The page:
WEIGHT loss certainly hasn’t gone belly up for this dancer.
It’s more a case of belly down for Julie Thompson as she shed more than three stone to feel more slinky in her belly dancing outfits.
The 41-year-old feels so great about dropping from 17st 9lb to 14st 2lb that she’s opened her own slimming group in Washington.
Julie, 41, from Penshaw, said: “I really needed to do something. I was on high blood pressure tablets and I’d buried my head in the sand about my weight for too long.
“There was also the fact I wanted to be confident in my dancing costumes. I’d look around the dancing class and all the other girls are slim and I felt so much bigger next to them. I feel so much better about myself now.”
Julie, who attends dance classes in Boldon and at Dance City in Newcastle, managed to shift the excess pounds through Slimming World.
“Exercise alone wasn’t shifting the weight,” she explained.
“But the Slimming World plan changed the way I look at food and the way I eat it.
“I was stunned when I lost 5½ lbs in my first week.
“I still have things like curries and Chinese food but I make it myself from scratch so I can make sure it’s healthy.
“My blood pressure medication is now a thing of the past too.”
She added: “One of things that made me join Slimming World was that one day I saw a friend I hadn’t seen in 23 years but I was too embarrassed to go up to her because of my size.
“I got in touch with her after I’d lost two stone and now it’s like we’ve never been apart for all those years.”
Keen to share her experience, Julie has now started her own Slimming World group which meets at Washington Village Community Hall on Tuesdays at 7pm.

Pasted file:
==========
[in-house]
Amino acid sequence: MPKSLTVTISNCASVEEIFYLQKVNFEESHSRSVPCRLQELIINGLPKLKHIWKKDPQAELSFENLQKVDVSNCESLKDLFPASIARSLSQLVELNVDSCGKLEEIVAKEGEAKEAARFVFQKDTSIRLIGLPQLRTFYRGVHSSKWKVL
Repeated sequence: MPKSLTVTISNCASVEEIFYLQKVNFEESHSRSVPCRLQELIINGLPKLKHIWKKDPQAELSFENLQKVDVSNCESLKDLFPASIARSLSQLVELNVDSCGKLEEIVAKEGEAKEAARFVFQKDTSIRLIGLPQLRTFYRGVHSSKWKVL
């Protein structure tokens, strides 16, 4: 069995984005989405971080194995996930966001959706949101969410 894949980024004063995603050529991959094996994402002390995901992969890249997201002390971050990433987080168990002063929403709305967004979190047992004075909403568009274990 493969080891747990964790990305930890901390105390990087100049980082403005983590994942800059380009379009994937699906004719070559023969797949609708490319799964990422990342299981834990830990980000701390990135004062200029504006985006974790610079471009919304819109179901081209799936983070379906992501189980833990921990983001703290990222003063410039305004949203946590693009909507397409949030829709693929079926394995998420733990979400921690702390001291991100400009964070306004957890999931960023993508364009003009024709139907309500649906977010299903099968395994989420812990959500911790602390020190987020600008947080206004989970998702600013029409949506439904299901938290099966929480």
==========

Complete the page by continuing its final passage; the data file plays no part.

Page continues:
Hip gyrations scandalised the Victorians
BELLY dancing, which came to Europe in the 18th and 19th centuries, shocked Victorians through revealing costumes and gyration of the hips.
In the Middle East belly dancing was typically used as a folk or social dance or as performance art.
Although it was common for anyone to dance like this at social gatherings, professional dancers were not seen as respectable.
The dance was popularised in the West during the Romantic movement when Middle Eastern Countries began performing at various World Fairs.
In 1893 Sol Bloom referred to this dance as ‘danse du ventre’ which translated to English means ‘belly dance’. It was here the dancers gained attention and from then on the appearance of belly dancers became more common.
The costume, known as the bedlah, is typically covered in beads and sequins and allows the material to move rhythmically with the dancer.
As this is a non-impact weight bearing exercise it is suitable for all ages and has fast become a popular way to exercise and tone muscles.